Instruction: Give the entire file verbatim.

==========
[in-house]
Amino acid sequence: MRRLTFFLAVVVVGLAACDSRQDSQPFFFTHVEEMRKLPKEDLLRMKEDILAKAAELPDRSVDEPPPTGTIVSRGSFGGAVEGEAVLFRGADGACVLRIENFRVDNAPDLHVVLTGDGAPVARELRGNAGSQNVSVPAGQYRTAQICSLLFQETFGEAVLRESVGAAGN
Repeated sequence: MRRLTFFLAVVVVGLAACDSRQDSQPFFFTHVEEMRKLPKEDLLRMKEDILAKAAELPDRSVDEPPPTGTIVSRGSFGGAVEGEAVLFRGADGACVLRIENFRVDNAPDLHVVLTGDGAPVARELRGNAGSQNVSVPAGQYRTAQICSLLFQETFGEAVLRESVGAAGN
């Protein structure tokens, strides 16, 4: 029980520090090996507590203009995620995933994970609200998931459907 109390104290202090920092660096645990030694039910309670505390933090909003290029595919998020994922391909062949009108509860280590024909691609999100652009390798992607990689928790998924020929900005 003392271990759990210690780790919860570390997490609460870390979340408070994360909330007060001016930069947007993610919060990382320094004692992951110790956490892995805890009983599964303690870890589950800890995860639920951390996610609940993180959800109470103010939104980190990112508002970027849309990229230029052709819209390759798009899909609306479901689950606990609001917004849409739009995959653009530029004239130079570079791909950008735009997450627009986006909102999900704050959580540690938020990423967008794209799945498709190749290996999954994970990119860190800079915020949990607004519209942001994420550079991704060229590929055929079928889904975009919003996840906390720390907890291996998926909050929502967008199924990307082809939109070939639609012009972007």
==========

[in-house]
Amino acid sequence: MRRLTFFLAVVVVGLAACDSRQDSQPFFFTHVEEMRKLPKEDLLRMKEDILAKAAELPDRSVDEPPPTGTIVSRGSFGGAVEGEAVLFRGADGACVLRIENFRVDNAPDLHVVLTGDGAPVARELRGNAGSQNVSVPAGQYRTAQICSLLFQETFGEAVLRESVGAAGN
Repeated sequence: MRRLTFFLAVVVVGLAACDSRQDSQPFFFTHVEEMRKLPKEDLLRMKEDILAKAAELPDRSVDEPPPTGTIVSRGSFGGAVEGEAVLFRGADGACVLRIENFRVDNAPDLHVVLTGDGAPVARELRGNAGSQNVSVPAGQYRTAQICSLLFQETFGEAVLRESVGAAGN
């Protein structure tokens, strides 16, 4: 029980520090090996507590203009995620995933994970609200998931459907 109390104290202090920092660096645990030694039910309670505390933090909003290029595919998020994922391909062949009108509860280590024909691609999100652009390798992607990689928790998924020929900005 003392271990759990210690780790919860570390997490609460870390979340408070994360909330007060001016930069947007993610919060990382320094004692992951110790956490892995805890009983599964303690870890589950800890995860639920951390996610609940993180959800109470103010939104980190990112508002970027849309990229230029052709819209390759798009899909609306479901689950606990609001917004849409739009995959653009530029004239130079570079791909950008735009997450627009986006909102999900704050959580540690938020990423967008794209799945498709190749290996999954994970990119860190800079915020949990607004519209942001994420550079991704060229590929055929079928889904975009919003996840906390720390907890291996998926909050929502967008199924990307082809939109070939639609012009972007």